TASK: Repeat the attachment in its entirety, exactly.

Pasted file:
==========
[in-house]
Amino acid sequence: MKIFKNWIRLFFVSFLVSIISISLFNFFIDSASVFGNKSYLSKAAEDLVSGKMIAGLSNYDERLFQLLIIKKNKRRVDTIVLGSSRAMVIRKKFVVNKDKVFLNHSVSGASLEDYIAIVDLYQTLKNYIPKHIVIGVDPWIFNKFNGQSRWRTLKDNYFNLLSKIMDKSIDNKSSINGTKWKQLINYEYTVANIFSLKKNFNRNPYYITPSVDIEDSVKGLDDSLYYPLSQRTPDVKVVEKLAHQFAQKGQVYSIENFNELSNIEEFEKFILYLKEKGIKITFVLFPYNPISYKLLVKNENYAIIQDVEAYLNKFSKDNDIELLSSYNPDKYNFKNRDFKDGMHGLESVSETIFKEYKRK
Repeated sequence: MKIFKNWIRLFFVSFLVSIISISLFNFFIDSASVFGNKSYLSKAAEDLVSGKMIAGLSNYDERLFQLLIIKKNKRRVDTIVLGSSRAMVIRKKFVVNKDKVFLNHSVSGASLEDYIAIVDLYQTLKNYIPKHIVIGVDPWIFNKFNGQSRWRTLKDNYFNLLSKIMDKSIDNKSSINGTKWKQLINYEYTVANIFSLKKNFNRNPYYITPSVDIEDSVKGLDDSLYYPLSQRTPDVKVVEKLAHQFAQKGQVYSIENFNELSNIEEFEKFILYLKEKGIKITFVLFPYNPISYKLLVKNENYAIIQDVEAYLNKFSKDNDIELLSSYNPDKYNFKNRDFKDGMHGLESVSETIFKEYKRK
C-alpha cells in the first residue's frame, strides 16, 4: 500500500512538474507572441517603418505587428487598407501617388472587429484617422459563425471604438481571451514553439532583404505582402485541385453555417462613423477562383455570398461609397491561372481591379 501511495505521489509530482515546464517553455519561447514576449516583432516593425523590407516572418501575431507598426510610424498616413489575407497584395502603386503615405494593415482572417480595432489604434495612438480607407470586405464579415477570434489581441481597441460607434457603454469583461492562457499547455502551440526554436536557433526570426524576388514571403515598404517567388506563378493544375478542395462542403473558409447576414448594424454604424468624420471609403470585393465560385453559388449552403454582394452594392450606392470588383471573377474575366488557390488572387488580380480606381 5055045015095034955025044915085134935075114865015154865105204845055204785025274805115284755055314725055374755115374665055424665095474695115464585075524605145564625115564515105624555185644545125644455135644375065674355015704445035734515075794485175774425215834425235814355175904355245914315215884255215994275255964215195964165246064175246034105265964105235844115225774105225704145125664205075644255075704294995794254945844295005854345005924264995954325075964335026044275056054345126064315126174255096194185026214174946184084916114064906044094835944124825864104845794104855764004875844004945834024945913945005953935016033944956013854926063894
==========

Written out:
[in-house]
Amino acid sequence: MKIFKNWIRLFFVSFLVSIISISLFNFFIDSASVFGNKSYLSKAAEDLVSGKMIAGLSNYDERLFQLLIIKKNKRRVDTIVLGSSRAMVIRKKFVVNKDKVFLNHSVSGASLEDYIAIVDLYQTLKNYIPKHIVIGVDPWIFNKFNGQSRWRTLKDNYFNLLSKIMDKSIDNKSSINGTKWKQLINYEYTVANIFSLKKNFNRNPYYITPSVDIEDSVKGLDDSLYYPLSQRTPDVKVVEKLAHQFAQKGQVYSIENFNELSNIEEFEKFILYLKEKGIKITFVLFPYNPISYKLLVKNENYAIIQDVEAYLNKFSKDNDIELLSSYNPDKYNFKNRDFKDGMHGLESVSETIFKEYKRK
Repeated sequence: MKIFKNWIRLFFVSFLVSIISISLFNFFIDSASVFGNKSYLSKAAEDLVSGKMIAGLSNYDERLFQLLIIKKNKRRVDTIVLGSSRAMVIRKKFVVNKDKVFLNHSVSGASLEDYIAIVDLYQTLKNYIPKHIVIGVDPWIFNKFNGQSRWRTLKDNYFNLLSKIMDKSIDNKSSINGTKWKQLINYEYTVANIFSLKKNFNRNPYYITPSVDIEDSVKGLDDSLYYPLSQRTPDVKVVEKLAHQFAQKGQVYSIENFNELSNIEEFEKFILYLKEKGIKITFVLFPYNPISYKLLVKNENYAIIQDVEAYLNKFSKDNDIELLSSYNPDKYNFKNRDFKDGMHGLESVSETIFKEYKRK
C-alpha cells in the first residue's frame, strides 16, 4: 500500500512538474507572441517603418505587428487598407501617388472587429484617422459563425471604438481571451514553439532583404505582402485541385453555417462613423477562383455570398461609397491561372481591379 501511495505521489509530482515546464517553455519561447514576449516583432516593425523590407516572418501575431507598426510610424498616413489575407497584395502603386503615405494593415482572417480595432489604434495612438480607407470586405464579415477570434489581441481597441460607434457603454469583461492562457499547455502551440526554436536557433526570426524576388514571403515598404517567388506563378493544375478542395462542403473558409447576414448594424454604424468624420471609403470585393465560385453559388449552403454582394452594392450606392470588383471573377474575366488557390488572387488580380480606381 5055045015095034955025044915085134935075114865015154865105204845055204785025274805115284755055314725055374755115374665055424665095474695115464585075524605145564625115564515105624555185644545125644455135644375065674355015704445035734515075794485175774425215834425235814355175904355245914315215884255215994275255964215195964165246064175246034105265964105235844115225774105225704145125664205075644255075704294995794254945844295005854345005924264995954325075964335026044275056054345126064315126174255096194185026214174946184084916114064906044094835944124825864104845794104855764004875844004945834024945913945005953935016033944956013854926063894